“Our students are continually experiencing Israeli aggression against families, schools, and cities,” says Azzam Abu Bakr at the Ministry of Education, thumbing through an annual ministry report on incidents at Palestinian schools. He rattles off some statistics from the 2012 report, which was just released: Four students killed in 2012; 638 teachers detained; 2,460 hours of instruction lost; 9,981 students not allowed to reach their schools.
“Even if I want to give the rosiest picture of the occupation, can I erase what happens to the student in his own home environment?” he asks. “When a peace deal is signed, after the occupation is ended, after the settlements have been removed, and the soldiers have left, then we will write a new curriculum.”
But the way Mr. Kuperwasser sees it, such a curriculum – part of a broader societal trend of incitement – shows Palestinians aren’t serious about peace.
A member of his team, Asher Fredmen, ticked off additional indications at a press conference earlier this week, including: school Facebook pages such as one featuring Hitler and a quote about his destruction of Jews; PA television programs, including several featuring kids reciting poetry about wanting to be a martyr; and more general tendency to glorify suicide bombers by naming streets after them and thanking their parents for their sacrifice.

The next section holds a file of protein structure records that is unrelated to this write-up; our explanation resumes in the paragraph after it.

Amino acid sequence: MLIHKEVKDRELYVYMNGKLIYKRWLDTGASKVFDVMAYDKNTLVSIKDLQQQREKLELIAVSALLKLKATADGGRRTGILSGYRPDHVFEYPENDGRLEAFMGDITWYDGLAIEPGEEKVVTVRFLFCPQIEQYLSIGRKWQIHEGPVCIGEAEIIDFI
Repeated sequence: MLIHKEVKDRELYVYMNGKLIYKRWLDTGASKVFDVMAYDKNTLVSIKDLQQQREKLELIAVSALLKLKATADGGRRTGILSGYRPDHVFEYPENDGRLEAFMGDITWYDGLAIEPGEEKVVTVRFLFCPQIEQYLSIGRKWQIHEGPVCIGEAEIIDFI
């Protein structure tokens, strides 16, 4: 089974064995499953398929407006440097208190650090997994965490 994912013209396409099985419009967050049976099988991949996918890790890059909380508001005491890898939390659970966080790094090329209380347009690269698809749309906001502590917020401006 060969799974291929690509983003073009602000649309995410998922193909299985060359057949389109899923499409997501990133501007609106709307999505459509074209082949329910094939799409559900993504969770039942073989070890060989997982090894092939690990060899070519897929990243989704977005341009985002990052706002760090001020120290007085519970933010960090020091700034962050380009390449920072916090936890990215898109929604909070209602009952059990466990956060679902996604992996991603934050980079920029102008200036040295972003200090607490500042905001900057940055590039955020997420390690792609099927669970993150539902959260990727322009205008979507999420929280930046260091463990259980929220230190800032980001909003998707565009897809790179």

“Together they form the culture of hate and incitement that exists within the Palestinian Authority,” said Mr. Fredmen.
Cairo Arafat, a Palestinian-American mother of four who works with Save The Children in Ramallah, says that the PA actually was the first to draw some red lines about how much violence could be shown in the burgeoning national TV industry, but suggests more can be done.
“It does attract people when they hear this national thing – ‘This is our country and we will defend it to the last … It’s our honor, it’s our duty,’ ” says Ms. Arafat, who says children have become political pawns in the conflict. “And lots of people, which I think is incorrect, think it’s cute to see little kids coming in and saying ‘my country’ and singing songs that they’re clueless [about].”
Hala, from the Al-Amari refugee camp, says that each Palestinian uprising has been justified because each was undertaken to prevent Israel from expanding its territory. “Whatever solution Palestinians want is not going to happen because the Israelis have one objective: to take all the land without the people,” she says, before scampering down an alley.
But even as children seem to adopt the narratives of their parents and teachers, Dajani says it’s up to the older generation to solve them.
“We should not let our children inherit our problems,” he says. “We have to solve our problems so that our children will not inherit them.